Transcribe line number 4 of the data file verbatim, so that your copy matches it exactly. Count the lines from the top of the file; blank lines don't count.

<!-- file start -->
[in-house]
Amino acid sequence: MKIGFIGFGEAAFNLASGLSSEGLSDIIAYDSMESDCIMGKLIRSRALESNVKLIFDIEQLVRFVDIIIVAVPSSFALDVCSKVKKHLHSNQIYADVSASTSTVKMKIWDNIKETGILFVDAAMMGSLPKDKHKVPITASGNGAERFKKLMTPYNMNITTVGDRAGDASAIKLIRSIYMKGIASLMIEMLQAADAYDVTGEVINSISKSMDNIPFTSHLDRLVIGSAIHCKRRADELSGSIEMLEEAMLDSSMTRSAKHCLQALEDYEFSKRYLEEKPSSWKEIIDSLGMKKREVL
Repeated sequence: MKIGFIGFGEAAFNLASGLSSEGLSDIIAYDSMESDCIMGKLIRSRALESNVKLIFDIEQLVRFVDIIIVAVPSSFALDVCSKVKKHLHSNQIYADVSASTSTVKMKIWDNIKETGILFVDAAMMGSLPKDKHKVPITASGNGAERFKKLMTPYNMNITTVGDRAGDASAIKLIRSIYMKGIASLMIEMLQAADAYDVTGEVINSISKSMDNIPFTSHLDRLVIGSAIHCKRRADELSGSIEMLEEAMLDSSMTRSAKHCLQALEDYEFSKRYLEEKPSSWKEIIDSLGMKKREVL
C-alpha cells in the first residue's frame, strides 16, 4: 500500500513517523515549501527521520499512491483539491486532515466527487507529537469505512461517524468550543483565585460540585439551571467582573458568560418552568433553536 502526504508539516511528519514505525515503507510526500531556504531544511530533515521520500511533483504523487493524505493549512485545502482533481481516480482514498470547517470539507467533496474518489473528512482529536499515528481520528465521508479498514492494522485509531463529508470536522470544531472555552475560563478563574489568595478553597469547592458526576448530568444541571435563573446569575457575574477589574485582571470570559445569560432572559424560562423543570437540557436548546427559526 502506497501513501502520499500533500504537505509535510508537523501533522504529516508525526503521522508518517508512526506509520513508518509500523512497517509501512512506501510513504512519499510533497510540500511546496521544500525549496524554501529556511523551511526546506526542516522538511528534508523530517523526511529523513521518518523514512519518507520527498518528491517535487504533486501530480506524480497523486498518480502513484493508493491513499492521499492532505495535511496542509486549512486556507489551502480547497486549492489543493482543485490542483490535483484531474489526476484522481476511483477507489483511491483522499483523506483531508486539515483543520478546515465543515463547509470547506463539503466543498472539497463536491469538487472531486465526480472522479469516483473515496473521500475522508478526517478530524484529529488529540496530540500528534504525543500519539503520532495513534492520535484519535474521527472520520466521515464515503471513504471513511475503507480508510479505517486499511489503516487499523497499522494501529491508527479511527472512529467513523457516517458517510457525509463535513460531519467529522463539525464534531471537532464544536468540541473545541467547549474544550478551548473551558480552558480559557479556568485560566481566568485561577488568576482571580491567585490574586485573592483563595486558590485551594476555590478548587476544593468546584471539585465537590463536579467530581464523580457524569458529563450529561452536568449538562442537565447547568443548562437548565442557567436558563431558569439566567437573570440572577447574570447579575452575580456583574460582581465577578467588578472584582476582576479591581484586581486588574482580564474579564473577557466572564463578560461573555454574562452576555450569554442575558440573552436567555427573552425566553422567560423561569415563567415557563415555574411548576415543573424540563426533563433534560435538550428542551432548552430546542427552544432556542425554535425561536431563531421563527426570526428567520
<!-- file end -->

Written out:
C-alpha cells in the first residue's frame, strides 16, 4: 500500500513517523515549501527521520499512491483539491486532515466527487507529537469505512461517524468550543483565585460540585439551571467582573458568560418552568433553536 502526504508539516511528519514505525515503507510526500531556504531544511530533515521520500511533483504523487493524505493549512485545502482533481481516480482514498470547517470539507467533496474518489473528512482529536499515528481520528465521508479498514492494522485509531463529508470536522470544531472555552475560563478563574489568595478553597469547592458526576448530568444541571435563573446569575457575574477589574485582571470570559445569560432572559424560562423543570437540557436548546427559526 502506497501513501502520499500533500504537505509535510508537523501533522504529516508525526503521522508518517508512526506509520513508518509500523512497517509501512512506501510513504512519499510533497510540500511546496521544500525549496524554501529556511523551511526546506526542516522538511528534508523530517523526511529523513521518518523514512519518507520527498518528491517535487504533486501530480506524480497523486498518480502513484493508493491513499492521499492532505495535511496542509486549512486556507489551502480547497486549492489543493482543485490542483490535483484531474489526476484522481476511483477507489483511491483522499483523506483531508486539515483543520478546515465543515463547509470547506463539503466543498472539497463536491469538487472531486465526480472522479469516483473515496473521500475522508478526517478530524484529529488529540496530540500528534504525543500519539503520532495513534492520535484519535474521527472520520466521515464515503471513504471513511475503507480508510479505517486499511489503516487499523497499522494501529491508527479511527472512529467513523457516517458517510457525509463535513460531519467529522463539525464534531471537532464544536468540541473545541467547549474544550478551548473551558480552558480559557479556568485560566481566568485561577488568576482571580491567585490574586485573592483563595486558590485551594476555590478548587476544593468546584471539585465537590463536579467530581464523580457524569458529563450529561452536568449538562442537565447547568443548562437548565442557567436558563431558569439566567437573570440572577447574570447579575452575580456583574460582581465577578467588578472584582476582576479591581484586581486588574482580564474579564473577557466572564463578560461573555454574562452576555450569554442575558440573552436567555427573552425566553422567560423561569415563567415557563415555574411548576415543573424540563426533563433534560435538550428542551432548552430546542427552544432556542425554535425561536431563531421563527426570526428567520